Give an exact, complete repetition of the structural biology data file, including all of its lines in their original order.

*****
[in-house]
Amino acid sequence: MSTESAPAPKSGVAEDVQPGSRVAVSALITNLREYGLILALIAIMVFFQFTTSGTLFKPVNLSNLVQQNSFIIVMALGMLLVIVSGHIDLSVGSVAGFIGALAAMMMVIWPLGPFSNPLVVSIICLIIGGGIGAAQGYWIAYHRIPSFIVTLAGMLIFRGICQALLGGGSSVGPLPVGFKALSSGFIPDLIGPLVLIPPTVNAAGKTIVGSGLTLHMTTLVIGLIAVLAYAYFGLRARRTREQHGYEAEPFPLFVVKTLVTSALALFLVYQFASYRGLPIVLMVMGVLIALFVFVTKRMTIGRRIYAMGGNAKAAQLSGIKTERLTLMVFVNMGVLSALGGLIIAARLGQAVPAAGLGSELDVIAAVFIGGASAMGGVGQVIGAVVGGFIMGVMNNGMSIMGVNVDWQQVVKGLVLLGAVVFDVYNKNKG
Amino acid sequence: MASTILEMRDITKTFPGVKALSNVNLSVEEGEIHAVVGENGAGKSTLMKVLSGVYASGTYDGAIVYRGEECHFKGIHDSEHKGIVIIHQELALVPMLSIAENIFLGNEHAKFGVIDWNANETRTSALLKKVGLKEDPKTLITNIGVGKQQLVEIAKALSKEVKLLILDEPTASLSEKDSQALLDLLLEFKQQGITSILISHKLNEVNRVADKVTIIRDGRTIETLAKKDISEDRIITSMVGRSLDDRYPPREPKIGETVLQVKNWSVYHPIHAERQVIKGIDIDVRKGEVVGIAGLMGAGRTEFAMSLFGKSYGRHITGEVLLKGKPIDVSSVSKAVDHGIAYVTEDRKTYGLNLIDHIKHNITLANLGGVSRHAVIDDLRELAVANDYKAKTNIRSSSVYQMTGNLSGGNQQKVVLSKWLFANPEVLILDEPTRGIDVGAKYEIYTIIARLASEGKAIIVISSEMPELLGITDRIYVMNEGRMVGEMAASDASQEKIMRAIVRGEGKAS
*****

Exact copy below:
[in-house]
Amino acid sequence: MSTESAPAPKSGVAEDVQPGSRVAVSALITNLREYGLILALIAIMVFFQFTTSGTLFKPVNLSNLVQQNSFIIVMALGMLLVIVSGHIDLSVGSVAGFIGALAAMMMVIWPLGPFSNPLVVSIICLIIGGGIGAAQGYWIAYHRIPSFIVTLAGMLIFRGICQALLGGGSSVGPLPVGFKALSSGFIPDLIGPLVLIPPTVNAAGKTIVGSGLTLHMTTLVIGLIAVLAYAYFGLRARRTREQHGYEAEPFPLFVVKTLVTSALALFLVYQFASYRGLPIVLMVMGVLIALFVFVTKRMTIGRRIYAMGGNAKAAQLSGIKTERLTLMVFVNMGVLSALGGLIIAARLGQAVPAAGLGSELDVIAAVFIGGASAMGGVGQVIGAVVGGFIMGVMNNGMSIMGVNVDWQQVVKGLVLLGAVVFDVYNKNKG
Amino acid sequence: MASTILEMRDITKTFPGVKALSNVNLSVEEGEIHAVVGENGAGKSTLMKVLSGVYASGTYDGAIVYRGEECHFKGIHDSEHKGIVIIHQELALVPMLSIAENIFLGNEHAKFGVIDWNANETRTSALLKKVGLKEDPKTLITNIGVGKQQLVEIAKALSKEVKLLILDEPTASLSEKDSQALLDLLLEFKQQGITSILISHKLNEVNRVADKVTIIRDGRTIETLAKKDISEDRIITSMVGRSLDDRYPPREPKIGETVLQVKNWSVYHPIHAERQVIKGIDIDVRKGEVVGIAGLMGAGRTEFAMSLFGKSYGRHITGEVLLKGKPIDVSSVSKAVDHGIAYVTEDRKTYGLNLIDHIKHNITLANLGGVSRHAVIDDLRELAVANDYKAKTNIRSSSVYQMTGNLSGGNQQKVVLSKWLFANPEVLILDEPTRGIDVGAKYEIYTIIARLASEGKAIIVISSEMPELLGITDRIYVMNEGRMVGEMAASDASQEKIMRAIVRGEGKAS